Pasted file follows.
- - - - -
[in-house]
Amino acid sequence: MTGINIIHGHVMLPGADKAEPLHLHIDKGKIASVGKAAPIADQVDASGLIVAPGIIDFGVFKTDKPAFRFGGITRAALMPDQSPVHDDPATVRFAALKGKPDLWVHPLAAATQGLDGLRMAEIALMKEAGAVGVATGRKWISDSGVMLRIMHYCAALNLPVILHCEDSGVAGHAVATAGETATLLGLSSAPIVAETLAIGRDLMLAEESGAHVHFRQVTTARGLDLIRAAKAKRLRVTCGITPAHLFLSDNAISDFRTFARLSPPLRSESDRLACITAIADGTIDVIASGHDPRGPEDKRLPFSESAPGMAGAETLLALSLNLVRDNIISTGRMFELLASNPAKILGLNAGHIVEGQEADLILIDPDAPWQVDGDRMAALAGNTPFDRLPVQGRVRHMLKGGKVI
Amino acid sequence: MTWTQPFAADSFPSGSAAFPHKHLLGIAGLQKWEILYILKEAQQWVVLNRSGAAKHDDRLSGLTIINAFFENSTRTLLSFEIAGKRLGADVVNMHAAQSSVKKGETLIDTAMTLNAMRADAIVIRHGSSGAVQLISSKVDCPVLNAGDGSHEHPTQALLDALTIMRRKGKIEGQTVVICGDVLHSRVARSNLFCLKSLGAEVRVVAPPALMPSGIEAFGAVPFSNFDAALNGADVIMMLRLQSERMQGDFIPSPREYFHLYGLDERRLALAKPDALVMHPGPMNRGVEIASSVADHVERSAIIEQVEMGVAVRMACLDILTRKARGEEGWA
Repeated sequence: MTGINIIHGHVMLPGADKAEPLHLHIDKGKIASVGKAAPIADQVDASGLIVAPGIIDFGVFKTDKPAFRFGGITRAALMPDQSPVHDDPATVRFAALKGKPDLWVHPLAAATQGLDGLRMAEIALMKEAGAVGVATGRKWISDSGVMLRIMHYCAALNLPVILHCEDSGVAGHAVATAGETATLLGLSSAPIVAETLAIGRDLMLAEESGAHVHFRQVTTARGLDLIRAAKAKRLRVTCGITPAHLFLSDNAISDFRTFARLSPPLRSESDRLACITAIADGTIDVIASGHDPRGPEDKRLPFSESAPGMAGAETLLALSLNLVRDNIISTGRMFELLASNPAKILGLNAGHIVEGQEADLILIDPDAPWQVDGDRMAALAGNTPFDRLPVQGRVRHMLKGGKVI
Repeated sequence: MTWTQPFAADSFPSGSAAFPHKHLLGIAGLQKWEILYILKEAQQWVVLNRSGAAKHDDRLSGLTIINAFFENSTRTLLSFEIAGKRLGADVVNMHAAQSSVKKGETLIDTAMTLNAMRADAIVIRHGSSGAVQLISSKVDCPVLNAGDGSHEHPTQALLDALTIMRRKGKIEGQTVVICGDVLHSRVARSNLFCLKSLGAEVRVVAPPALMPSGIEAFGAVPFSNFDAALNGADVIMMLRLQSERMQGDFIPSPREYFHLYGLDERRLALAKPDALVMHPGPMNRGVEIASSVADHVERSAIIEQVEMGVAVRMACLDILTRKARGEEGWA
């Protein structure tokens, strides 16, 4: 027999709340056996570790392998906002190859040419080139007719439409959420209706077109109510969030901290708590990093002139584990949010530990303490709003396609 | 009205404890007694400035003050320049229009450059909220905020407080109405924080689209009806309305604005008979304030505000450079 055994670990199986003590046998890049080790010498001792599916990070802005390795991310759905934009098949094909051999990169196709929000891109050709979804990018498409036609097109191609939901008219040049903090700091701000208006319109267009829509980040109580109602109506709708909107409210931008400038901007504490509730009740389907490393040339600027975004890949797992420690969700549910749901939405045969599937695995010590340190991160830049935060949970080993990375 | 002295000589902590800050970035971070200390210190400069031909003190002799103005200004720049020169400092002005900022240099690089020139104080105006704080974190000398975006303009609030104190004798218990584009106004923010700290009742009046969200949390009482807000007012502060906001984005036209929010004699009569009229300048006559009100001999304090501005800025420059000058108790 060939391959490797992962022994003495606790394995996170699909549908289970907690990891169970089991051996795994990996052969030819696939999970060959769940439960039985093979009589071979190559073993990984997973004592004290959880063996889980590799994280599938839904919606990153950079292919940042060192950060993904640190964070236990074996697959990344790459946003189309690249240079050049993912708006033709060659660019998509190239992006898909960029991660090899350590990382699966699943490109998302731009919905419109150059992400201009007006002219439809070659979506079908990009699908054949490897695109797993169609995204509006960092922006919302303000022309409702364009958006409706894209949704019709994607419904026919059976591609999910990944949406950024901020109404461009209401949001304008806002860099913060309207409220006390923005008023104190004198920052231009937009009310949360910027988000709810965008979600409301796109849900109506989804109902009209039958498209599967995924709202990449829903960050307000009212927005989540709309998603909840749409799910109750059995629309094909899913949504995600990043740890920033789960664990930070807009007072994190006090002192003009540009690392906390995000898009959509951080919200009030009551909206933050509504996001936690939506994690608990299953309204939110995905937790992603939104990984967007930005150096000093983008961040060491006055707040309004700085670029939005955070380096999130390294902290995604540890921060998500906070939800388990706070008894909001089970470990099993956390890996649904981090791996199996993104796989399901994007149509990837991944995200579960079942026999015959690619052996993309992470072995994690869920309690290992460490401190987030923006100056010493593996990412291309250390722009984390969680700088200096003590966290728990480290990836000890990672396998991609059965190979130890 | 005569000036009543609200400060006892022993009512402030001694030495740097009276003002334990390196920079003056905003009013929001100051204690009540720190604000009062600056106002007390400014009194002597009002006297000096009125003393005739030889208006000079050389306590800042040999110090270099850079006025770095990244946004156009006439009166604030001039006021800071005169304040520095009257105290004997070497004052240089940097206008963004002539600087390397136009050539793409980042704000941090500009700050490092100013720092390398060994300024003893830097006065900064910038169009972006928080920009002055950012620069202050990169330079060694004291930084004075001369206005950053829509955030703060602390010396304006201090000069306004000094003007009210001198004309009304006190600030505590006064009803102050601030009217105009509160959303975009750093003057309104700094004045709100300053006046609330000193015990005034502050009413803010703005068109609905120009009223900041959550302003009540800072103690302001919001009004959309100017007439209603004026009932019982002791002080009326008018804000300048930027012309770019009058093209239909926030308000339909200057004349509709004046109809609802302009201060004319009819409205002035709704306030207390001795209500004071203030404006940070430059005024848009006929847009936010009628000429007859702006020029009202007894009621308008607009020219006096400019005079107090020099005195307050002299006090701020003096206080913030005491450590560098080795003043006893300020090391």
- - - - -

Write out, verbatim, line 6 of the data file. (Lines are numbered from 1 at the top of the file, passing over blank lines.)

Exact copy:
């Protein structure tokens, strides 16, 4: 027999709340056996570790392998906002190859040419080139007719439409959420209706077109109510969030901290708590990093002139584990949010530990303490709003396609 | 009205404890007694400035003050320049229009450059909220905020407080109405924080689209009806309305604005008979304030505000450079 055994670990199986003590046998890049080790010498001792599916990070802005390795991310759905934009098949094909051999990169196709929000891109050709979804990018498409036609097109191609939901008219040049903090700091701000208006319109267009829509980040109580109602109506709708909107409210931008400038901007504490509730009740389907490393040339600027975004890949797992420690969700549910749901939405045969599937695995010590340190991160830049935060949970080993990375 | 002295000589902590800050970035971070200390210190400069031909003190002799103005200004720049020169400092002005900022240099690089020139104080105006704080974190000398975006303009609030104190004798218990584009106004923010700290009742009046969200949390009482807000007012502060906001984005036209929010004699009569009229300048006559009100001999304090501005800025420059000058108790 060939391959490797992962022994003495606790394995996170699909549908289970907690990891169970089991051996795994990996052969030819696939999970060959769940439960039985093979009589071979190559073993990984997973004592004290959880063996889980590799994280599938839904919606990153950079292919940042060192950060993904640190964070236990074996697959990344790459946003189309690249240079050049993912708006033709060659660019998509190239992006898909960029991660090899350590990382699966699943490109998302731009919905419109150059992400201009007006002219439809070659979506079908990009699908054949490897695109797993169609995204509006960092922006919302303000022309409702364009958006409706894209949704019709994607419904026919059976591609999910990944949406950024901020109404461009209401949001304008806002860099913060309207409220006390923005008023104190004198920052231009937009009310949360910027988000709810965008979600409301796109849900109506989804109902009209039958498209599967995924709202990449829903960050307000009212927005989540709309998603909840749409799910109750059995629309094909899913949504995600990043740890920033789960664990930070807009007072994190006090002192003009540009690392906390995000898009959509951080919200009030009551909206933050509504996001936690939506994690608990299953309204939110995905937790992603939104990984967007930005150096000093983008961040060491006055707040309004700085670029939005955070380096999130390294902290995604540890921060998500906070939800388990706070008894909001089970470990099993956390890996649904981090791996199996993104796989399901994007149509990837991944995200579960079942026999015959690619052996993309992470072995994690869920309690290992460490401190987030923006100056010493593996990412291309250390722009984390969680700088200096003590966290728990480290990836000890990672396998991609059965190979130890 | 005569000036009543609200400060006892022993009512402030001694030495740097009276003002334990390196920079003056905003009013929001100051204690009540720190604000009062600056106002007390400014009194002597009002006297000096009125003393005739030889208006000079050389306590800042040999110090270099850079006025770095990244946004156009006439009166604030001039006021800071005169304040520095009257105290004997070497004052240089940097206008963004002539600087390397136009050539793409980042704000941090500009700050490092100013720092390398060994300024003893830097006065900064910038169009972006928080920009002055950012620069202050990169330079060694004291930084004075001369206005950053829509955030703060602390010396304006201090000069306004000094003007009210001198004309009304006190600030505590006064009803102050601030009217105009509160959303975009750093003057309104700094004045709100300053006046609330000193015990005034502050009413803010703005068109609905120009009223900041959550302003009540800072103690302001919001009004959309100017007439209603004026009932019982002791002080009326008018804000300048930027012309770019009058093209239909926030308000339909200057004349509709004046109809609802302009201060004319009819409205002035709704306030207390001795209500004071203030404006940070430059005024848009006929847009936010009628000429007859702006020029009202007894009621308008607009020219006096400019005079107090020099005195307050002299006090701020003096206080913030005491450590560098080795003043006893300020090391």